Campaign: Farm Safety Week
Client: Farm Safety Foundation
PR Team: TVC Group
Timing: July 2017
The Farm Safety Foundation wanted to raise awareness of its brand and get its message about the importance of farm safety onto the national news agenda.
The charity manages Farm Safety Week, an annual campaign held each July to highlight the importance of protecting farmers and farm workers and ensure they make safety a priority. The industry currently accounts for almost 20% of all workplace fatalities in the UK.
- Boost awareness of the Farm Safety Foundation and Farm Safety Week among farmers aged 18-29 beyond the 69% recorded in the July 2016 Farm Safety Tracker.
- Positively impact the percentage of farmers who say the way they behave around the farm has been changed ‘somewhat’ or ‘a lot’ by the campaign.
- Generate national media coverage, with a particular focus on TV. TVC’s coverage targets included 10-15 online pieces, 10-15 radio pieces, 2-4 national pieces and 2-4 TV pieces.
- Ensure that 85% of coverage included a farm safety message.
- Generate a minimum of 10,000 organic film views.
- Engage 250,000 Facebook users over two weeks.
Strategy and implementation
Farm Safety Foundation has used different approaches and messages over the years to achieve varying degrees of success, so the tone and narrative of this campaign was crucial. Farmers do not want to be preached to, so anything perceived as ‘finger-wagging’ would alienate them.
The charity’s annual Farm Safety Tracker research revealed that many young farmers have grown up learning risky behaviours and, in most cases, are not taught to associate these with accidents. The strategy therefore was to use ‘real life’ examples to showcase other farming families – just like theirs – where risk-taking has led to accidents.
Arable farmer James Chapman, the foundation’s farm safety ambassador, became the star of the campaign. Chapman lost his left arm while working with farm machinery in his early 20s.
The campaign’s centrepiece was a video starring Chapman. Shot in documentary style on his farm in Warwickshire, the film features Chapman reciting a poem (written by TVC’s creative content director) entitled Who Would Fill Your Boots?, about life as a farmer and who would carry on the work if he was gone.
TVC created three pieces of content with a clear call-to-action: a 15-second teaser of the film, a 30-second social media edit and the full ‘hero’ version. The agency developed a distribution plan to seed the films across editorial – hitting key sites like Mail Online and The Drum – and social media.
The Farm Safety Foundation promoted the campaign heavily across its Yellow Wellies Facebook page, with audience insights illustrating that the majority of young farmers, aged 18-40, were more active on Facebook when compared to other social media channels.
The team also developed a media programme for comedian Al Murray, a Farm Safety Foundation ambassador who has first-hand experience of a farming accident. TVC secured interviews for Murray with Sky News Sunrise (which ran twice), BBC Radio Five Live, Radio 4’s Farming Today and Metro’s 60 Seconds With.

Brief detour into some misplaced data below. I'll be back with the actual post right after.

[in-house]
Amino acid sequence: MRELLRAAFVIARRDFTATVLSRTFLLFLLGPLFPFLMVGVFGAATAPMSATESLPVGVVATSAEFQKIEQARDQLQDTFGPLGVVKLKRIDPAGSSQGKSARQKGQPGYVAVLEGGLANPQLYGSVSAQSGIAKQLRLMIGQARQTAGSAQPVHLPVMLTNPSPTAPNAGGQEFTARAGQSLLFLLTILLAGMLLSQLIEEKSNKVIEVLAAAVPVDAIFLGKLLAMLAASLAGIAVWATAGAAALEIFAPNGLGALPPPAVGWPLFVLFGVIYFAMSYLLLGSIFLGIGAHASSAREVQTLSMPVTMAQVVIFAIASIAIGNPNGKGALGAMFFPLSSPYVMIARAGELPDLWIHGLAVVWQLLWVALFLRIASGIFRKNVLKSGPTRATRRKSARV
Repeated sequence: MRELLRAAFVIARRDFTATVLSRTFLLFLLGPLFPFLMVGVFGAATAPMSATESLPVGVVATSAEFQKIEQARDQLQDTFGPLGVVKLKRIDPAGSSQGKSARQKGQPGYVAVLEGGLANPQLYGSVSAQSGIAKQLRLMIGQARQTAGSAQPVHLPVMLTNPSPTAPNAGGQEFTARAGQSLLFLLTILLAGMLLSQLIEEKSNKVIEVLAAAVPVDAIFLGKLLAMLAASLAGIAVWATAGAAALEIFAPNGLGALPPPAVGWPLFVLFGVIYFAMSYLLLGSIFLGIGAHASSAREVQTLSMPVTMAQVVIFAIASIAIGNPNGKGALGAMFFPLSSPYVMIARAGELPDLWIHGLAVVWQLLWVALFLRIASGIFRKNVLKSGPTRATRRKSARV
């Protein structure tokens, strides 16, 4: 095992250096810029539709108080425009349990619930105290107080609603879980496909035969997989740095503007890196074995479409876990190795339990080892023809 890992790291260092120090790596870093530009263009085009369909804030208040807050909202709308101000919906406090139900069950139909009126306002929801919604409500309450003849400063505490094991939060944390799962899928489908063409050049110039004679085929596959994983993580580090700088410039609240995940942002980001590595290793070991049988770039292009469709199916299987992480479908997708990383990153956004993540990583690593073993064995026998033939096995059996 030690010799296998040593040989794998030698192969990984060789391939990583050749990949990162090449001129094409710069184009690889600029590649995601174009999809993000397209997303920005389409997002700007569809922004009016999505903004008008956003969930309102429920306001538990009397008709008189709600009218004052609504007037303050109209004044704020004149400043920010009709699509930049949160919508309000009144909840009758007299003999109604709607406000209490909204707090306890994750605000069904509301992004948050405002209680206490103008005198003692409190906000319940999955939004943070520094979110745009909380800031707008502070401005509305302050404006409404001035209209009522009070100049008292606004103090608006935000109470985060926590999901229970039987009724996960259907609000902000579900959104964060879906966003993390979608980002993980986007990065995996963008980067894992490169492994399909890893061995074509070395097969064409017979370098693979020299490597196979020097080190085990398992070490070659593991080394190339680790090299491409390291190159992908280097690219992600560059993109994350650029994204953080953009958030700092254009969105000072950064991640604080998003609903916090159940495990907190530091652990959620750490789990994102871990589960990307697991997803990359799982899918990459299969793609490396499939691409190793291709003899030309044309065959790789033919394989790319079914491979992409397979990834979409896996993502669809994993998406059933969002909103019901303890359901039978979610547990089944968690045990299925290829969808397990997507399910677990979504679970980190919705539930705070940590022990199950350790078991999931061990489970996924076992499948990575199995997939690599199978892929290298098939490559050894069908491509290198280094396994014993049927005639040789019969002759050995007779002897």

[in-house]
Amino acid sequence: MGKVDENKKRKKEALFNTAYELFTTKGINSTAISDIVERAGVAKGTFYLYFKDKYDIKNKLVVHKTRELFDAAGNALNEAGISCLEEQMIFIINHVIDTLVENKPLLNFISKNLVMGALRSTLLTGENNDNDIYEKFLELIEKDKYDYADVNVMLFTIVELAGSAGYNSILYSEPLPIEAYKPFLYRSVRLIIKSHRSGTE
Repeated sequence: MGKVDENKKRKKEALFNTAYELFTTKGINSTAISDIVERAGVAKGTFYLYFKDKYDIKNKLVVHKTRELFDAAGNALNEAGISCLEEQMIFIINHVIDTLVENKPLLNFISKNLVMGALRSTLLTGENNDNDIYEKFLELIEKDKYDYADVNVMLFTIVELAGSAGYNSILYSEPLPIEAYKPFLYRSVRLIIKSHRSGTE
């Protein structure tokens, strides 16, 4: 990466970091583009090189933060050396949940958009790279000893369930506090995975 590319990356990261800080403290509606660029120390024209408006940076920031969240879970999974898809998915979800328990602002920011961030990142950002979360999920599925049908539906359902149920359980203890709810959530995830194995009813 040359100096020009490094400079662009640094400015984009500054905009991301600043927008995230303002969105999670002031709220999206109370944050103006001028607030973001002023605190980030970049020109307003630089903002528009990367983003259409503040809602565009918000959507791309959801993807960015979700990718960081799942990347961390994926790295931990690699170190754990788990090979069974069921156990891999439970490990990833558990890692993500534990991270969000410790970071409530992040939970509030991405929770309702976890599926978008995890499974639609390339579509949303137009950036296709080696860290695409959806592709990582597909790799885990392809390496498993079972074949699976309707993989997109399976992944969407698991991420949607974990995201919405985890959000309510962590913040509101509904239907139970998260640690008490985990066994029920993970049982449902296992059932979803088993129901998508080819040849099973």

A story using shocking headline-grabbing statistics showing that farming remains one of the country’s most hazardous industries, accounting for 1.5% of workers but 20% of all worker fatalities, was designed to drive print coverage.
The 2017 Farm Safety Week campaign either matched or exceeded all of the Farm Safety Foundation’s initial targets.
Awareness: Recognition of the Farm Safety Foundation and/or Farm Safety Week increased by 8% to 76% among the youngest farmers (aged 18-29), according to Farm Safety Tracker results from July 2017.
Behaviour Change: When asked as part of the 2017 Farm Safety Tracker how the campaign has changed the way they behave around the farm, 65% of farmers said ‘somewhat’ and 24% said ‘a lot’.
Coverage: The campaign secured 103 pieces of print, TV, radio and online coverage on national sites and titles to reach a primary audience of farming and rural communities, as well as the wider secondary audience. The coverage breakdown was as follows: 12 online pieces, 77 radio pieces, two national print pieces and 12 TV pieces.
Messaging: All coverage contained messaging around farm safety.
Facebook engagement: In two weeks, the Facebook campaign engaged 580,640 users who were involved in farming or agriculture – more than double the objective. It generated 981,102 social media impressions.
Brand film views: The film captured significant attention from both the media and general public, clocking up 86,000 organic views in the first 24 hours – eight times the original objective. Paid spend of £1,000 added another 234,593 views, leading to a total of 321,201 views.
Stephanie Berkeley, Farm Safety Foundation specialist, said: “With the help of TVC, we have taken this campaign from a five country social media-led campaign to a fully integrated comms campaign… and something that will continue to gather momentum and create behavioural change in the industry. We could never have achieved this without TVC.”
- Pictured: James Chapman